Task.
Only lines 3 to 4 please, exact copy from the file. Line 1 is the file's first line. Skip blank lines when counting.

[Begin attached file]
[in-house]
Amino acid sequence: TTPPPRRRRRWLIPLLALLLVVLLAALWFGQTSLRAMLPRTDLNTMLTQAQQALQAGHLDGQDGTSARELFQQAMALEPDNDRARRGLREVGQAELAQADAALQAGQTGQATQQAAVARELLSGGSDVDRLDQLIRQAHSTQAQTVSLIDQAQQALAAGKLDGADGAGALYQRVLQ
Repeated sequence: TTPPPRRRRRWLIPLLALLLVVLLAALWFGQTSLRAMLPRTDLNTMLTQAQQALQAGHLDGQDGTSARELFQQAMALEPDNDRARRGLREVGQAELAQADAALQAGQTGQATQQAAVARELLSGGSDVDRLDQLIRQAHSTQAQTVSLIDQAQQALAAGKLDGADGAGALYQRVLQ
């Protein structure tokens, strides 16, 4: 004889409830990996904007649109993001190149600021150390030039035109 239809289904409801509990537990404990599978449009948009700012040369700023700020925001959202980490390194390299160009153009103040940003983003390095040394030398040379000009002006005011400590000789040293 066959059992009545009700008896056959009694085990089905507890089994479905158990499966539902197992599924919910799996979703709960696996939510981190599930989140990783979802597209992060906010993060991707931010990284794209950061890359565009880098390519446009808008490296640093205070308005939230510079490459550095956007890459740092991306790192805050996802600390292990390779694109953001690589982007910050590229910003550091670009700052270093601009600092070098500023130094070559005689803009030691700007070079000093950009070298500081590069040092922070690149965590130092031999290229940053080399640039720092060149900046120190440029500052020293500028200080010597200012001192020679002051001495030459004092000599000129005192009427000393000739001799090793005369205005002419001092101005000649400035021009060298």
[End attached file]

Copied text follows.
Repeated sequence: TTPPPRRRRRWLIPLLALLLVVLLAALWFGQTSLRAMLPRTDLNTMLTQAQQALQAGHLDGQDGTSARELFQQAMALEPDNDRARRGLREVGQAELAQADAALQAGQTGQATQQAAVARELLSGGSDVDRLDQLIRQAHSTQAQTVSLIDQAQQALAAGKLDGADGAGALYQRVLQ
């Protein structure tokens, strides 16, 4: 004889409830990996904007649109993001190149600021150390030039035109 239809289904409801509990537990404990599978449009948009700012040369700023700020925001959202980490390194390299160009153009103040940003983003390095040394030398040379000009002006005011400590000789040293 066959059992009545009700008896056959009694085990089905507890089994479905158990499966539902197992599924919910799996979703709960696996939510981190599930989140990783979802597209992060906010993060991707931010990284794209950061890359565009880098390519446009808008490296640093205070308005939230510079490459550095956007890459740092991306790192805050996802600390292990390779694109953001690589982007910050590229910003550091670009700052270093601009600092070098500023130094070559005689803009030691700007070079000093950009070298500081590069040092922070690149965590130092031999290229940053080399640039720092060149900046120190440029500052020293500028200080010597200012001192020679002051001495030459004092000599000129005192009427000393000739001799090793005369205005002419001092101005000649400035021009060298």